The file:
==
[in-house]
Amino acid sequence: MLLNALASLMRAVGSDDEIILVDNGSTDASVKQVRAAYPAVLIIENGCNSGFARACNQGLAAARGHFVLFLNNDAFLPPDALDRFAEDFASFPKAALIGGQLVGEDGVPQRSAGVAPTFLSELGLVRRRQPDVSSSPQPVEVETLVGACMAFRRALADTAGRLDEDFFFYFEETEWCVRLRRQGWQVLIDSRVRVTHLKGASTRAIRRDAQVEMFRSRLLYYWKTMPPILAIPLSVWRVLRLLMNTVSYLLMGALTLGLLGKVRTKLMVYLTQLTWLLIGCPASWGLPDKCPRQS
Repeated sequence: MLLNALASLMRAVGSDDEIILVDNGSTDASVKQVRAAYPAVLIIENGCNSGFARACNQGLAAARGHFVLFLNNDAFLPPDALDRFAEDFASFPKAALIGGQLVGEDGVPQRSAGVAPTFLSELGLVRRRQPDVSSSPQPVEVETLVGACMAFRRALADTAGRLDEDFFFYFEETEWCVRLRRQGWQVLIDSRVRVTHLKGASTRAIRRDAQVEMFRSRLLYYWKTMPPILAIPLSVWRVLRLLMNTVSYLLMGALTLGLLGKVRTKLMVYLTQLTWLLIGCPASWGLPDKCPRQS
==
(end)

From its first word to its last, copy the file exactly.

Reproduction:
[in-house]
Amino acid sequence: MLLNALASLMRAVGSDDEIILVDNGSTDASVKQVRAAYPAVLIIENGCNSGFARACNQGLAAARGHFVLFLNNDAFLPPDALDRFAEDFASFPKAALIGGQLVGEDGVPQRSAGVAPTFLSELGLVRRRQPDVSSSPQPVEVETLVGACMAFRRALADTAGRLDEDFFFYFEETEWCVRLRRQGWQVLIDSRVRVTHLKGASTRAIRRDAQVEMFRSRLLYYWKTMPPILAIPLSVWRVLRLLMNTVSYLLMGALTLGLLGKVRTKLMVYLTQLTWLLIGCPASWGLPDKCPRQS
Repeated sequence: MLLNALASLMRAVGSDDEIILVDNGSTDASVKQVRAAYPAVLIIENGCNSGFARACNQGLAAARGHFVLFLNNDAFLPPDALDRFAEDFASFPKAALIGGQLVGEDGVPQRSAGVAPTFLSELGLVRRRQPDVSSSPQPVEVETLVGACMAFRRALADTAGRLDEDFFFYFEETEWCVRLRRQGWQVLIDSRVRVTHLKGASTRAIRRDAQVEMFRSRLLYYWKTMPPILAIPLSVWRVLRLLMNTVSYLLMGALTLGLLGKVRTKLMVYLTQLTWLLIGCPASWGLPDKCPRQS